Sunday, December 24, 2006

We'll be closed for Christmas

It's Christmas Eve and pretty quiet in the city. People are away seeing relatives or hiding from it all in Tahoe or Mexico or tucked deep inside their houses. At the grocery store a middle-aged Asian man is wearing a propeller beanie striped in candy colors, gravely reading a label as the propeller slowly turns. It may be his wife in another part of the store, in full elf regalia, green stockings to tall, peaked hat.

We've had three small earthquakes in two days here. The first one rolls slowly under us as Mr. Billy & I sit on the couch, talking. We stop and look at each other, both of us thinking Earthquake earthquake, is this only the beginning, the leading edge of a bigger one, of The Big One? But it tails off, leaving us dizzy for ten minutes after. Another the next evening, and we watch our bookcases creak and rattle. The third on Saturday morning, as we come slowly awake, Mr. Billy eyeing the glass block that sits on top of the bookshelf beside the bed, tracing a trajectory from bookshelf to bed, while I wonder What does it mean, three earthquakes in a row? and for the first time, I'm afraid. Were we dreaming, we wonder, wandering into the living room in stocking feet, checking ourselves on Did you feel it.

Finding ourselves still alive on Christmas eve, we amble down to Howard's Café for breakfast. The waitress waves at us while we find our seat; a smaller than usual weekend crowd. It suits us just fine. An old man walks through the door, and half a dozen voices say, "Sheldon!" Without even pausing, he turns around and goes out, only to come in again. The waitress in the reindeer horns sits to talk with him, her skirt riding up just a bit to show red tights. I ask our waitress if I can take her picture, and she runs to the back to get her own camera. The three waitresses pose for me. They're beautiful, smiling and laughing, their arms around each other, and I wonder, for just a second, if the ground is shifting beneath my feet.

Saturday, December 09, 2006

Pink coat

(It's been far too long since I've exercised my scratch fiction muscles.)

Her face was delicate; small nose, fine lines around her eyes. Filigree earrings dropped from dainty earlobes, a tiny pearl suspended, quivering. Her body seemed to belong to someone else, grossly overweight beneath her petal-pink coat, tiny feet planted wide to balance all those pounds tossed back and forth with the lurching of the bus.

Rom couldn't look away. There was something morbidly fascinating about her, as though her body had swelled suddenly, while she was looking the other way; her face, lips pink and soft, was plainly used to admiration.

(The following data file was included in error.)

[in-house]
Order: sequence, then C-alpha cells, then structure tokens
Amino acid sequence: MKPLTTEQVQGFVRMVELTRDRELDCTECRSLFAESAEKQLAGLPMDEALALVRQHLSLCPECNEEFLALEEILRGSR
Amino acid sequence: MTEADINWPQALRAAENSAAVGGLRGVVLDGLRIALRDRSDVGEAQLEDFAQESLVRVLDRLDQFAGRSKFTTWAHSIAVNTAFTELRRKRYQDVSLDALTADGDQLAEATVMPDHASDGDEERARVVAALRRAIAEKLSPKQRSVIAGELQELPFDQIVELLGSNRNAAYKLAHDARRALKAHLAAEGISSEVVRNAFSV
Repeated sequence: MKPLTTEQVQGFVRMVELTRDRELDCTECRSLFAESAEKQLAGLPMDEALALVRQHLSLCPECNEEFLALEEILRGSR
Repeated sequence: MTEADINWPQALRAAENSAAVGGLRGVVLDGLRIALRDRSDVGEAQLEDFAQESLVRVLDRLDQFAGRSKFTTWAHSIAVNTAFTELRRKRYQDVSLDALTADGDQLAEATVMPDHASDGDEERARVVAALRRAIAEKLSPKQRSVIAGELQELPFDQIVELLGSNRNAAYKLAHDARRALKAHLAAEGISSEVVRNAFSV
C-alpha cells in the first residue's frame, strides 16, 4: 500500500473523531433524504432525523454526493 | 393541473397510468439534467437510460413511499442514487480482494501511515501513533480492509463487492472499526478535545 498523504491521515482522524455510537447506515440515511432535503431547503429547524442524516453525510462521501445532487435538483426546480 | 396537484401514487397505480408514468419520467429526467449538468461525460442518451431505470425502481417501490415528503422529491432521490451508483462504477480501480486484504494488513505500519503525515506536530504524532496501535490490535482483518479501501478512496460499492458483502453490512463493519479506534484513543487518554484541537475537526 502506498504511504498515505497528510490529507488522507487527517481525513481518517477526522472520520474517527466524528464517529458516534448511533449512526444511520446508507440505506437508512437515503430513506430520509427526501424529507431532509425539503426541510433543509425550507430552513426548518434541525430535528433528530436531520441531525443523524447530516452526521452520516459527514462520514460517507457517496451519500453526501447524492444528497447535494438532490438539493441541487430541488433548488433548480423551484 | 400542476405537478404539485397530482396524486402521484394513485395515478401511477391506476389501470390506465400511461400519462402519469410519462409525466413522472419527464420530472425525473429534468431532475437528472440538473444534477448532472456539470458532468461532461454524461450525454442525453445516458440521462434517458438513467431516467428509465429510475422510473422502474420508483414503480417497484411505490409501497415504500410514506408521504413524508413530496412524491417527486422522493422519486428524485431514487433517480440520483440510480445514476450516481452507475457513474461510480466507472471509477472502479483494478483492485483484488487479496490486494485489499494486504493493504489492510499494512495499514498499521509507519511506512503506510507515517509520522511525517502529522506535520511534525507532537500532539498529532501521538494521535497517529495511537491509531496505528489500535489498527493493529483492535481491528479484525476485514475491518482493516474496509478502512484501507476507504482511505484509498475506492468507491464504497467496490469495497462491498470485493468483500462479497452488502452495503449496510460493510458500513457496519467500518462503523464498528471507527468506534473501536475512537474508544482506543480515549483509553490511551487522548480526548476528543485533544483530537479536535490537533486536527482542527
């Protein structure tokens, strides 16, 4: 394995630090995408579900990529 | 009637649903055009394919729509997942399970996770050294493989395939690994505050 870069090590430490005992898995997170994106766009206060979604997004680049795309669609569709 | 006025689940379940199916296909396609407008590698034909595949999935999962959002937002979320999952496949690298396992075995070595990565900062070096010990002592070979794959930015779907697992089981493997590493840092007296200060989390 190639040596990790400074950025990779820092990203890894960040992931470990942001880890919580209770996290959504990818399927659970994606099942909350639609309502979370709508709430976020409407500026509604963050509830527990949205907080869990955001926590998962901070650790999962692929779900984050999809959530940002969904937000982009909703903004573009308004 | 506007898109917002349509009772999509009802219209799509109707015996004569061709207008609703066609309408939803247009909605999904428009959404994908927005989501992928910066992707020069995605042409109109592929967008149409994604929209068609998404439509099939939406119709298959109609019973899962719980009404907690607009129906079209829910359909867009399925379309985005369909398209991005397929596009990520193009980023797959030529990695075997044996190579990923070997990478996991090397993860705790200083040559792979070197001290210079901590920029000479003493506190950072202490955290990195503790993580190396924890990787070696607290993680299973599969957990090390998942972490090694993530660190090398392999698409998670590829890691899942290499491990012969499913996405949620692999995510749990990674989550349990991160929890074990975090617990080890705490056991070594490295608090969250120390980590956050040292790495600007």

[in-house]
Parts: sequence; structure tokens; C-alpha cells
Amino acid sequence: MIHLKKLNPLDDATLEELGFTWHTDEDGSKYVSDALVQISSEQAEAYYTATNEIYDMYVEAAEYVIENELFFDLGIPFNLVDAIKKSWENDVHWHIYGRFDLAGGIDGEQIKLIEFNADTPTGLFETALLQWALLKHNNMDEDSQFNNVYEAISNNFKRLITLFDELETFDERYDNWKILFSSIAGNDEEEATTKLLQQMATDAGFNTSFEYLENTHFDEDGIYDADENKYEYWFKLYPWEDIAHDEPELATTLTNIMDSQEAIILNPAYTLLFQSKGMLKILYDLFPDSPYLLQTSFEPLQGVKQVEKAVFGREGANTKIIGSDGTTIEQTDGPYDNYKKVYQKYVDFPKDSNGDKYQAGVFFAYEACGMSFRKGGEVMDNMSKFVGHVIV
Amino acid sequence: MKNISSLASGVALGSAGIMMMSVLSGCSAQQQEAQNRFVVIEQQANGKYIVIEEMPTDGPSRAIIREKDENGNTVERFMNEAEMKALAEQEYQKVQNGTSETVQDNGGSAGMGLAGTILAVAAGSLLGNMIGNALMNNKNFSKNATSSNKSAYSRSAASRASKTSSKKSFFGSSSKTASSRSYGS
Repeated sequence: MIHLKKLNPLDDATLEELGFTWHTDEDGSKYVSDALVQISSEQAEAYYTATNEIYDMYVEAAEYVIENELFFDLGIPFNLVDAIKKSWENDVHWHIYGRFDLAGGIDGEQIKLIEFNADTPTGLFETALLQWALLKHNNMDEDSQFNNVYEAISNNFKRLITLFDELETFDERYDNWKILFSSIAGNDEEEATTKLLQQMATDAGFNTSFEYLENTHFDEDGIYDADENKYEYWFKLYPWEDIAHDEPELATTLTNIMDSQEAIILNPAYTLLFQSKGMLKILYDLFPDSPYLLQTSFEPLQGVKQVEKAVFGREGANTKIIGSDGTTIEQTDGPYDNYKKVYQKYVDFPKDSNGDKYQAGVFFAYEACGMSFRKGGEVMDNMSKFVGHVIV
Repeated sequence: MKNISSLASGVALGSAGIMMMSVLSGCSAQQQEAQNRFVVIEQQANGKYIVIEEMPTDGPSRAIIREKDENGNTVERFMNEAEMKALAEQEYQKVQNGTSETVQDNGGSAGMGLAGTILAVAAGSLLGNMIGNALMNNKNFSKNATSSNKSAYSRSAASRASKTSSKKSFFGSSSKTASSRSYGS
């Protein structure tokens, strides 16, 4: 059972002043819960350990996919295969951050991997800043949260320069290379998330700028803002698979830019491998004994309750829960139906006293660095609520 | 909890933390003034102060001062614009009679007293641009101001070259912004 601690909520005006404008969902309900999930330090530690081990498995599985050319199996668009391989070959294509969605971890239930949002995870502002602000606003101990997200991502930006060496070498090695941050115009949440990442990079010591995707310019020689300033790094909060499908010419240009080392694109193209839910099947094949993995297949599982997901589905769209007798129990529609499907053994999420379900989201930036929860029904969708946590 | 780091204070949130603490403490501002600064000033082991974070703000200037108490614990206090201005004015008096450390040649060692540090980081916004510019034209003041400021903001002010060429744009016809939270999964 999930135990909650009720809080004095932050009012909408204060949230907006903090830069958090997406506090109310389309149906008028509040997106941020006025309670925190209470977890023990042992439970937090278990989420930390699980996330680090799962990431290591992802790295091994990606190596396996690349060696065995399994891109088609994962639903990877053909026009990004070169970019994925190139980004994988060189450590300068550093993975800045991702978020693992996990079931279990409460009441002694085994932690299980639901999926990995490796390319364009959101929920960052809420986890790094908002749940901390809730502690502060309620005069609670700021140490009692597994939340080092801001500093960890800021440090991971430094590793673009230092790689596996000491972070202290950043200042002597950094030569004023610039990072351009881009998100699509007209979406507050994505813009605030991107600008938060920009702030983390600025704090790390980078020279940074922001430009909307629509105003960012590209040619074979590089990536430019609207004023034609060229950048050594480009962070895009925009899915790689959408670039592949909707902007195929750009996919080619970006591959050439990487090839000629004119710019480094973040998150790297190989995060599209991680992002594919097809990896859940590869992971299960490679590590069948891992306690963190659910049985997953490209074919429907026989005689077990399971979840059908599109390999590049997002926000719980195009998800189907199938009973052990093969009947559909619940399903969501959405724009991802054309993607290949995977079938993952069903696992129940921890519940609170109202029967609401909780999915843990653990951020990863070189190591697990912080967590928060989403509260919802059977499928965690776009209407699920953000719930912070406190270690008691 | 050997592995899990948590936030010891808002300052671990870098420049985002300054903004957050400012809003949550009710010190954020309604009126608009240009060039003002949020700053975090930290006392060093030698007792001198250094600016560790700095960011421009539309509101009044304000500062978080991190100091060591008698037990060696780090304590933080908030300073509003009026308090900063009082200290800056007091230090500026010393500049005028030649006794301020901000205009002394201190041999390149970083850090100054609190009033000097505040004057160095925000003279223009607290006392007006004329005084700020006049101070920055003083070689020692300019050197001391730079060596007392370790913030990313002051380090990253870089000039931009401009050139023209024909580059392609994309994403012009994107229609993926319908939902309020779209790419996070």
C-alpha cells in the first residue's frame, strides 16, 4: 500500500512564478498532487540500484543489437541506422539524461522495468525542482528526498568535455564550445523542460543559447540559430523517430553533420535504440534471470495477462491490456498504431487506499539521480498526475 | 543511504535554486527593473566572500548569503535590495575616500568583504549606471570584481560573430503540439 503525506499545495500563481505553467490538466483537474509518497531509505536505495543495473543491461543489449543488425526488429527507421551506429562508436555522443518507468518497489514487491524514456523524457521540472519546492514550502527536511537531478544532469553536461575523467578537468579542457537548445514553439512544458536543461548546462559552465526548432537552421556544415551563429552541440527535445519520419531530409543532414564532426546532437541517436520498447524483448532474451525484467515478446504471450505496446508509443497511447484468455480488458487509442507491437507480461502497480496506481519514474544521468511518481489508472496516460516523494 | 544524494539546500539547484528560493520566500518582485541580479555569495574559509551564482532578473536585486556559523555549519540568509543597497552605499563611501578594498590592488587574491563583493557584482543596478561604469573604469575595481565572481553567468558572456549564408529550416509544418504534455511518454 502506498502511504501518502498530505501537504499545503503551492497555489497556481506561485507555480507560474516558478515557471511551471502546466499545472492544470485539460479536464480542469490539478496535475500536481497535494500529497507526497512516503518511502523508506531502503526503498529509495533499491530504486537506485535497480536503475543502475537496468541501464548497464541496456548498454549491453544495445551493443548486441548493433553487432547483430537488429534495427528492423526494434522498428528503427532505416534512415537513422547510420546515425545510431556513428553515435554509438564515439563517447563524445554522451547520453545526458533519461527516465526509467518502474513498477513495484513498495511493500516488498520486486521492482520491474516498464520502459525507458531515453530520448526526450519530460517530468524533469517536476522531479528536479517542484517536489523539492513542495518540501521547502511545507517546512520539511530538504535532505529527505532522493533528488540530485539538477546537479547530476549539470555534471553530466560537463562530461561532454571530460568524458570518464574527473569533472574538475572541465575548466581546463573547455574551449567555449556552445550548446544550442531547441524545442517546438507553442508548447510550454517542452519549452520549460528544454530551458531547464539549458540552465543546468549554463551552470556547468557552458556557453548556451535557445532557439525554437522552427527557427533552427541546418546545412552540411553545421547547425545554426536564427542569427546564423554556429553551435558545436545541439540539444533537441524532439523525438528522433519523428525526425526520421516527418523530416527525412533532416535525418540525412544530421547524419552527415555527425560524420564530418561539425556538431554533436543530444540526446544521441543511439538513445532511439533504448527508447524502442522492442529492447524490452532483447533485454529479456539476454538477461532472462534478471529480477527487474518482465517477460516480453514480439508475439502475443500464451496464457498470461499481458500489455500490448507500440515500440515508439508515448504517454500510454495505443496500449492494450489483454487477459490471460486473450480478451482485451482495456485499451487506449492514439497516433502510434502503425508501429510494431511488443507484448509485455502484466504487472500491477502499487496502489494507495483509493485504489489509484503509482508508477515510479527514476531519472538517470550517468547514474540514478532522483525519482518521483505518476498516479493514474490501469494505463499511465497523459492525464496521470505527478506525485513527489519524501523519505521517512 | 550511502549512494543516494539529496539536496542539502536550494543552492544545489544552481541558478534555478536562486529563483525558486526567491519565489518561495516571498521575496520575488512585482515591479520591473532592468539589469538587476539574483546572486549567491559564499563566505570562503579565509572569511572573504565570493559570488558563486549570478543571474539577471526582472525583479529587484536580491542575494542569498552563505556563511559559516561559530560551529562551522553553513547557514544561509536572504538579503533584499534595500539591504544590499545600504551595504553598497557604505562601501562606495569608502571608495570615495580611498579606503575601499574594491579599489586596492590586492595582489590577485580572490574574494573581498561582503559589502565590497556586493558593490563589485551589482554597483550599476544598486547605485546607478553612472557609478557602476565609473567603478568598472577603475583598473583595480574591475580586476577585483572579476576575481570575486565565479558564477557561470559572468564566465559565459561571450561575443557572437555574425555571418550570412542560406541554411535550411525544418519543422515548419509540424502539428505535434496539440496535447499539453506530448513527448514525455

When she moved toward the door at her stop, Rom felt himself pulled after. If someone had asked him why, he wouldn't have been able to say. It was dinnertime, he should be on his way home, just three more stops on this line, but even as he thought it, following this woman around the corner, her weight shifting ponderously from foot to foot in the cow-like shuffle of the obese, even as he thought of his wife glancing at the clock while she dialled their favorite Chinese takeout, he knew it was too late. He wouldn't be home in time for dinner.

The woman turned her head, her strawberry blond hair swept gracefully back, and tossed him a flirtatious glance before disappearing behind a new townhouse, into an empty lot.

Rom followed, the clash of traffic in the street behind dipping into silence, he could still make out the glimmer of pink in the dark ahead, this lot larger than it seemed from the street, stretching deep between blind, windowless buildings on either side, the sky boxed in as they seemed to grow taller, Rom stumbling now on gravel, the ground cold, even through the soles of his Timberlands.

A voice whispered, almost inaudible, pushing out from the dark at his shoulder, "What is it you want?"

Her voice as meltingly sweet as her face.

"Do you know?" she asked, Rom turning now to face her.

"Is it this?" she asked, unbuttoning her pink coat, Rom feeling a sudden shame, a sickness at the thought of her body, while, like a separate being, his cock stirred.

Rom stood, dumbly, his hands at his sides, while she pulled open her coat, light pouring out from inside, blinding him, the last thing he remembered the distant sound of ocean waves, the call of seagulls.

Sunday, December 03, 2006


At the gas station, we're behind a black SUV with Arizona plates. Gothic lettering across the back window reads "So Cal." Much smaller, tucked into a corner of the window it says, "One love."

The driver gets out, a shave-headed kid with tattoos creeping down his calves. His wife dismounts from the passenger side. She's blond, taller than him, her hair in a ponytail. As she unfolds, I see she is pregnant. They don't speak, pointedly looking anywhere but into each other's faces.

We go to IHOP for lunch, the International House of Pancakes. Behind us sits a cowboy, hat shadowing his eyes, talking on a cell phone. The place is crowded. Near the wall sit three people and a baby. The young man reminds me of one of my brothers, thin and buzzing with energy. Across the table is the young mother, her mouth in a voluptuous pout, leftover pregnancy fat still pushing her belly out. She looks fourteen. She's eating like she hasn't seen food in months, jiggling her foot beneath the table. Beside her is her mother, no older than forty-two. She and the young man are talking earnestly in Spanish. The young mother looks bored. She puts the baby into a carrier on the floor, rocking it with her foot. She pulls the young man's plate over and tucks in.

To my right is a freckled girl with her family. She cinches her hood down around her face, hiding from her family, from everyone. In front of her is a dark-eyed girl who looks like she is just now beginning to realize how beautiful she is. Her smile is brilliant, blinding.

At the IHOP in Yuma